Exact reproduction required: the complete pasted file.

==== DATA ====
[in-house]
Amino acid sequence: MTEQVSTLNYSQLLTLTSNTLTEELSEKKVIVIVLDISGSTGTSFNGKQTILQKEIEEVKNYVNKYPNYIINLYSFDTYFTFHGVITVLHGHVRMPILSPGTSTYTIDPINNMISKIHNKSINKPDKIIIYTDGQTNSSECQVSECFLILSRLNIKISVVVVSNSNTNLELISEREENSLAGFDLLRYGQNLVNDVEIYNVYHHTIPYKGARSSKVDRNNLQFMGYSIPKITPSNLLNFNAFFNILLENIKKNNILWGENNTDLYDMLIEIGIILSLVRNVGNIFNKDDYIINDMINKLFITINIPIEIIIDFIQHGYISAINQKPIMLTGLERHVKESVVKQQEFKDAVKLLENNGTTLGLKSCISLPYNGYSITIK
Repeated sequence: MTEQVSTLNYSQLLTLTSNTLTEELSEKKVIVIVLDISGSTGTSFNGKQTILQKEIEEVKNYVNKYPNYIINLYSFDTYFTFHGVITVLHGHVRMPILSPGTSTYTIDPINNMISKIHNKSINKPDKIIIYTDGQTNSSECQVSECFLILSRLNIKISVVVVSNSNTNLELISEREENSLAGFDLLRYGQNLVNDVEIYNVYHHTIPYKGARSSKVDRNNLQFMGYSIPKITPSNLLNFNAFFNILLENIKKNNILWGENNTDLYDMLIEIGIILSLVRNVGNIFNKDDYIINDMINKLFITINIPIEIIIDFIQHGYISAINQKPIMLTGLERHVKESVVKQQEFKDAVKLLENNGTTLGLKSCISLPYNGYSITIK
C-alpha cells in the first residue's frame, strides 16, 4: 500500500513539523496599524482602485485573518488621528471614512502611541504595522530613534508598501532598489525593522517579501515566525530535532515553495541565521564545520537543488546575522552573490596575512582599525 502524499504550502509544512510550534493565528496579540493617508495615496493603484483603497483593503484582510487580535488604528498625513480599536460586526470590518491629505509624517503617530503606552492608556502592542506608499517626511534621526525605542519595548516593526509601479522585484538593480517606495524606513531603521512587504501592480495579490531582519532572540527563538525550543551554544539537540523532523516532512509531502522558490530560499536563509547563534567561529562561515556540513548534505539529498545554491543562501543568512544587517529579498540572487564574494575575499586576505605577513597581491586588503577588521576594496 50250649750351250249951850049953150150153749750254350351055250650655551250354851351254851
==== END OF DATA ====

[in-house]
Amino acid sequence: MTEQVSTLNYSQLLTLTSNTLTEELSEKKVIVIVLDISGSTGTSFNGKQTILQKEIEEVKNYVNKYPNYIINLYSFDTYFTFHGVITVLHGHVRMPILSPGTSTYTIDPINNMISKIHNKSINKPDKIIIYTDGQTNSSECQVSECFLILSRLNIKISVVVVSNSNTNLELISEREENSLAGFDLLRYGQNLVNDVEIYNVYHHTIPYKGARSSKVDRNNLQFMGYSIPKITPSNLLNFNAFFNILLENIKKNNILWGENNTDLYDMLIEIGIILSLVRNVGNIFNKDDYIINDMINKLFITINIPIEIIIDFIQHGYISAINQKPIMLTGLERHVKESVVKQQEFKDAVKLLENNGTTLGLKSCISLPYNGYSITIK
Repeated sequence: MTEQVSTLNYSQLLTLTSNTLTEELSEKKVIVIVLDISGSTGTSFNGKQTILQKEIEEVKNYVNKYPNYIINLYSFDTYFTFHGVITVLHGHVRMPILSPGTSTYTIDPINNMISKIHNKSINKPDKIIIYTDGQTNSSECQVSECFLILSRLNIKISVVVVSNSNTNLELISEREENSLAGFDLLRYGQNLVNDVEIYNVYHHTIPYKGARSSKVDRNNLQFMGYSIPKITPSNLLNFNAFFNILLENIKKNNILWGENNTDLYDMLIEIGIILSLVRNVGNIFNKDDYIINDMINKLFITINIPIEIIIDFIQHGYISAINQKPIMLTGLERHVKESVVKQQEFKDAVKLLENNGTTLGLKSCISLPYNGYSITIK
C-alpha cells in the first residue's frame, strides 16, 4: 500500500513539523496599524482602485485573518488621528471614512502611541504595522530613534508598501532598489525593522517579501515566525530535532515553495541565521564545520537543488546575522552573490596575512582599525 502524499504550502509544512510550534493565528496579540493617508495615496493603484483603497483593503484582510487580535488604528498625513480599536460586526470590518491629505509624517503617530503606552492608556502592542506608499517626511534621526525605542519595548516593526509601479522585484538593480517606495524606513531603521512587504501592480495579490531582519532572540527563538525550543551554544539537540523532523516532512509531502522558490530560499536563509547563534567561529562561515556540513548534505539529498545554491543562501543568512544587517529579498540572487564574494575575499586576505605577513597581491586588503577588521576594496 50250649750351250249951850049953150150153749750254350351055250650655551250354851351254851